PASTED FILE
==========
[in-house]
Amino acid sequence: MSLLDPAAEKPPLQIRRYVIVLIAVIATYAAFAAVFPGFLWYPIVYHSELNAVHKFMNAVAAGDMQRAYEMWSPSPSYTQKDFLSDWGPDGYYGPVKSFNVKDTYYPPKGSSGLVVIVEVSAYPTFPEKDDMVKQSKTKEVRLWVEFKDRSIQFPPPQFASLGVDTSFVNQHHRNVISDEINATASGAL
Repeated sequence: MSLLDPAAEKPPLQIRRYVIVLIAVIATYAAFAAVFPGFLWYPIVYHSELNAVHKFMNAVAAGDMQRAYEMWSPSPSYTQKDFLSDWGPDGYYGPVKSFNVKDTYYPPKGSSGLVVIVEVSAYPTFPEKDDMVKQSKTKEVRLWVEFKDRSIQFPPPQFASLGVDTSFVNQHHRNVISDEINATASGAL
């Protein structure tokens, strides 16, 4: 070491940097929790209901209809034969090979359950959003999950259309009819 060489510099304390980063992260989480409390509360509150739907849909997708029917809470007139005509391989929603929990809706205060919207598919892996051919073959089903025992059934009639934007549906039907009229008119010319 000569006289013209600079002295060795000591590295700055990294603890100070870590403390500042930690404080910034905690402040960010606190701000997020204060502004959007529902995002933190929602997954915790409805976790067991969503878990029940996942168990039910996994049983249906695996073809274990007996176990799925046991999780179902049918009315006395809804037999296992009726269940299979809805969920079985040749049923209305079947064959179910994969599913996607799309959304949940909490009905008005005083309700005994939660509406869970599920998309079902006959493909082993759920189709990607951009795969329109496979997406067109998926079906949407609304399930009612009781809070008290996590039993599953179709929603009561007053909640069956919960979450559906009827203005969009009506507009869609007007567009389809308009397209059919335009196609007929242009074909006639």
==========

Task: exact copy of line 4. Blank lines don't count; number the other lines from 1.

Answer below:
């Protein structure tokens, strides 16, 4: 070491940097929790209901209809034969090979359950959003999950259309009819 060489510099304390980063992260989480409390509360509150739907849909997708029917809470007139005509391989929603929990809706205060919207598919892996051919073959089903025992059934009639934007549906039907009229008119010319 000569006289013209600079002295060795000591590295700055990294603890100070870590403390500042930690404080910034905690402040960010606190701000997020204060502004959007529902995002933190929602997954915790409805976790067991969503878990029940996942168990039910996994049983249906695996073809274990007996176990799925046991999780179902049918009315006395809804037999296992009726269940299979809805969920079985040749049923209305079947064959179910994969599913996607799309959304949940909490009905008005005083309700005994939660509406869970599920998309079902006959493909082993759920189709990607951009795969329109496979997406067109998926079906949407609304399930009612009781809070008290996590039993599953179709929603009561007053909640069956919960979450559906009827203005969009009506507009869609007007567009389809308009397209059919335009196609007929242009074909006639």